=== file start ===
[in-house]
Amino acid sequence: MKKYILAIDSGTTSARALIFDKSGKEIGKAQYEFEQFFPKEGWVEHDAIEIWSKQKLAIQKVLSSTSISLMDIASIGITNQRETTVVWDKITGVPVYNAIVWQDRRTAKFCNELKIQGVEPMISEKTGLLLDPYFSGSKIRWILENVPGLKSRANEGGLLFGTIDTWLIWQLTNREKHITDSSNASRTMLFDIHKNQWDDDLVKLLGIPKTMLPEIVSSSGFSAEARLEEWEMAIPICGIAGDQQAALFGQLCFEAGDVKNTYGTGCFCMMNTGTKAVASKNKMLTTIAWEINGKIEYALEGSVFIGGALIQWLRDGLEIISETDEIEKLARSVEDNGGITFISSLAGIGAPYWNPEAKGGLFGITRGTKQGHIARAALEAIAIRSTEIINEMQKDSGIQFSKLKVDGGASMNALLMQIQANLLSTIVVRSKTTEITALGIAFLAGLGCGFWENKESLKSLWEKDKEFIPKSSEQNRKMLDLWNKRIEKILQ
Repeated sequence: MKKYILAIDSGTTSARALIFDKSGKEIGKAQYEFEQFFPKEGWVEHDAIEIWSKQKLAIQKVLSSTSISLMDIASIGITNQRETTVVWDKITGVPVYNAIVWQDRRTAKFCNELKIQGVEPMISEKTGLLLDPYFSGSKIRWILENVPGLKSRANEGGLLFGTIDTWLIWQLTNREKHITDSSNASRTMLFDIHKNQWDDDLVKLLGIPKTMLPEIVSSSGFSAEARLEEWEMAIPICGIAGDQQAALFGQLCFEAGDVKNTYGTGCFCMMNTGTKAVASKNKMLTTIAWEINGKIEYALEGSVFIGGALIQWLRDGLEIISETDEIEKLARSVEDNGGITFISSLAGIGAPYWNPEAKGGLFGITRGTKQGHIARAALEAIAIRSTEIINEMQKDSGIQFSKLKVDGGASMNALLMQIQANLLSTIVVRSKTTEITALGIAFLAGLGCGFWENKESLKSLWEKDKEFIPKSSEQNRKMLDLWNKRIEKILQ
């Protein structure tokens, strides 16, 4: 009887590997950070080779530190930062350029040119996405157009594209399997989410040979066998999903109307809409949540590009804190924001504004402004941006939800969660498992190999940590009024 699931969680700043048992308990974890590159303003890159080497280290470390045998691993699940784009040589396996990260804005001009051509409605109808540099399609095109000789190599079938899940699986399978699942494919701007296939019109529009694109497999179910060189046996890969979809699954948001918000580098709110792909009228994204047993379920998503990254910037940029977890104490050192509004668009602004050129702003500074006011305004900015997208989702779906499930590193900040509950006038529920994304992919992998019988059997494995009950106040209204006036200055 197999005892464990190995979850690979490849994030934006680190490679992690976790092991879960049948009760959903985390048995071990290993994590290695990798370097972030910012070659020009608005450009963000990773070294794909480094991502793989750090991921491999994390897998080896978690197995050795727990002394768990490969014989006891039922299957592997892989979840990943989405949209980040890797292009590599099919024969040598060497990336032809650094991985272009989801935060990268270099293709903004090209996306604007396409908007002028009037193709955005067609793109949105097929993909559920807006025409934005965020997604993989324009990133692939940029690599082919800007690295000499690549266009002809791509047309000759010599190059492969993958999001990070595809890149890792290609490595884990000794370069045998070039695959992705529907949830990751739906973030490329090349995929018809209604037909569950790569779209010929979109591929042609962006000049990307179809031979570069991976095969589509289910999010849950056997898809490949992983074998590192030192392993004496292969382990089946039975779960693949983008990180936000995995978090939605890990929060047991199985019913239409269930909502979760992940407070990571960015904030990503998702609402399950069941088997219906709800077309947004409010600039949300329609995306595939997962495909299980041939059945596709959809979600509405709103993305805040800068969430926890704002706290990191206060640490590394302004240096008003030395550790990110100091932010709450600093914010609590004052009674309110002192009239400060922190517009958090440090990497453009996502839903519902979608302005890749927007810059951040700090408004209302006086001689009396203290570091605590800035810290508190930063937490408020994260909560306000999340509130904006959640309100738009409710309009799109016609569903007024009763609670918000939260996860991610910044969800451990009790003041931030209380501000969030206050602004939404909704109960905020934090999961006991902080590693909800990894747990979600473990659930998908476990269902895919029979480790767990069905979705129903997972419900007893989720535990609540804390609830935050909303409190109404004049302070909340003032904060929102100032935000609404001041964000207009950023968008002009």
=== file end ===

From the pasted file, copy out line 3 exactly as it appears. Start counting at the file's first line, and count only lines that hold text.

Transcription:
Repeated sequence: MKKYILAIDSGTTSARALIFDKSGKEIGKAQYEFEQFFPKEGWVEHDAIEIWSKQKLAIQKVLSSTSISLMDIASIGITNQRETTVVWDKITGVPVYNAIVWQDRRTAKFCNELKIQGVEPMISEKTGLLLDPYFSGSKIRWILENVPGLKSRANEGGLLFGTIDTWLIWQLTNREKHITDSSNASRTMLFDIHKNQWDDDLVKLLGIPKTMLPEIVSSSGFSAEARLEEWEMAIPICGIAGDQQAALFGQLCFEAGDVKNTYGTGCFCMMNTGTKAVASKNKMLTTIAWEINGKIEYALEGSVFIGGALIQWLRDGLEIISETDEIEKLARSVEDNGGITFISSLAGIGAPYWNPEAKGGLFGITRGTKQGHIARAALEAIAIRSTEIINEMQKDSGIQFSKLKVDGGASMNALLMQIQANLLSTIVVRSKTTEITALGIAFLAGLGCGFWENKESLKSLWEKDKEFIPKSSEQNRKMLDLWNKRIEKILQ